This post is part of the Epilepsy Blog Relay™ which will run from March 1 through March 31. Follow along and add comments to posts that inspire you!
While I wish epilepsy didn’t affect relationships that I have, it is a part of who I am, and it affects every single relationship I have. But, I am lucky. I am so very lucky. 99.9 percent of the relationships I have are with people who are supportive, compassionate, helpful and encouraging.
That said, when I think about epilepsy and relationships, the first people that come to mind are my immediate family, specifically my husband (two dogs, even though I know that’s a little out there), my mom and dad, and my brother and sister-in-law. That’s my team. That’s the team that will always rally around me and that is the team who will lift me up when I am down. Those are the easy relationships we can all relate to.
When it’s not so easy
But, what about those slightly more difficult relationships? What about the times when you share your story and it “scares” people that you are inevitably around? And, as a disclaimer, “scares” is probably a strong word, I should probably describe it as what “concerns” people that you are inevitably around.
I recently started a new job. It’s been a great change for me, but as you might expect, what comes with a new job, comes new relationships. What come with new relationships… explaining “my epilepsy” all over again, to a new group a people, in a new set of circumstances. You get the picture. It’s intimidating. I cannot speak for everyone, but every insecurity that I had as a teenager living with epilepsy is back. I start to question myself… what if telling them changes how they see me? Will it be okay if I have a seizure and have to miss a day to recover? And so on… So, guess what? For a while, I kept it to myself. I choose (once again) to not tell people upfront. As I slowly gained confidence in my role and felt like I knew everyone better, I decided to tell people my “secret.”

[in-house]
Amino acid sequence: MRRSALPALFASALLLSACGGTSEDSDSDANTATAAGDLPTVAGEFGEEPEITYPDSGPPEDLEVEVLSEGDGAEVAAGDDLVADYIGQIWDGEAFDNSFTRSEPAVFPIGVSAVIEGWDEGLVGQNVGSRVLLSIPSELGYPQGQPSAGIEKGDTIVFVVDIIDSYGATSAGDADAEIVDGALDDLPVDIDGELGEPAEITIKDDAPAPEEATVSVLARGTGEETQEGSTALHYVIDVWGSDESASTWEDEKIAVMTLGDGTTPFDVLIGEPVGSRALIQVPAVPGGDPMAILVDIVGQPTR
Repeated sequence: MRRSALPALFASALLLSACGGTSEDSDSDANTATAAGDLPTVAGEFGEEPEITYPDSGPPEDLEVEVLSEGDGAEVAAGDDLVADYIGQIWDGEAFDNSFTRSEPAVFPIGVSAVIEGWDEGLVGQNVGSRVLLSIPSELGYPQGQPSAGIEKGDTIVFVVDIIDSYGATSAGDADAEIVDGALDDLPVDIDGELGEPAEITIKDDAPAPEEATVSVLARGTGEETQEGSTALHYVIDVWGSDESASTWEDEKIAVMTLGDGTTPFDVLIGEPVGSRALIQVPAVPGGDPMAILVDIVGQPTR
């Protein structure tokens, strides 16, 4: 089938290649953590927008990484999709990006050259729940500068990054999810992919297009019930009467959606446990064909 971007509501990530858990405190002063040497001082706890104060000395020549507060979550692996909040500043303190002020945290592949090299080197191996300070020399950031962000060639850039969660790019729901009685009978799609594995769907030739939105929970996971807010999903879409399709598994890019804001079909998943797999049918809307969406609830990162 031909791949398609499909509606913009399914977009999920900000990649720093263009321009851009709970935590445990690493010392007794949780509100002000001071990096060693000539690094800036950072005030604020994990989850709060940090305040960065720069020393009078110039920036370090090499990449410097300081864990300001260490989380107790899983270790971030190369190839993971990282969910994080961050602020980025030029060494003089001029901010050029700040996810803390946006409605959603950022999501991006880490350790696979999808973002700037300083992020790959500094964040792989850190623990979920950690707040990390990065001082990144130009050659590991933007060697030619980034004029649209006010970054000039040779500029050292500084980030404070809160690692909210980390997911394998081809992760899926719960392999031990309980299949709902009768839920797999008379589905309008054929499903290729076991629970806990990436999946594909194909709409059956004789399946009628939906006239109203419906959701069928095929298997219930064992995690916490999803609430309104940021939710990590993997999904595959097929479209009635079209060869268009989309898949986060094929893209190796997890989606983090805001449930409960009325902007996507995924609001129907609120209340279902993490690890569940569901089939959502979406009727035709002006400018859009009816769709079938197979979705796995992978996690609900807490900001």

A positive surprise
And, what do you know? Every response I got was the same. First, what can we do to help you if you happen to have a seizure while you are with us? Second, it was you do whatever you need to stay healthy… All of the people I was building relationships with now were supportive, compassionate and helpful.
My feelings of shame and embarrassment were gone. And now, my support system is even bigger than before which is good, because I spend a lot more time at work!
NEXT UP: Be sure to check out the next post tomorrow by Jennifer at https://timetobuildcastles.wordpress.com/ on more on epilepsy awareness. For the full schedule of bloggers visit livingwellwithepilepsy.com.
TWITTER CHAT: And don’t miss your chance to connect with bloggers on the #LivingWellChat on April 2 at 7PM ET.
Abby Gustus Alford was diagnosed with epilepsy at the age of 12 after multiple grand mal seizures over six-mos. She has a BA from Purdue and her Master’s from Northwestern.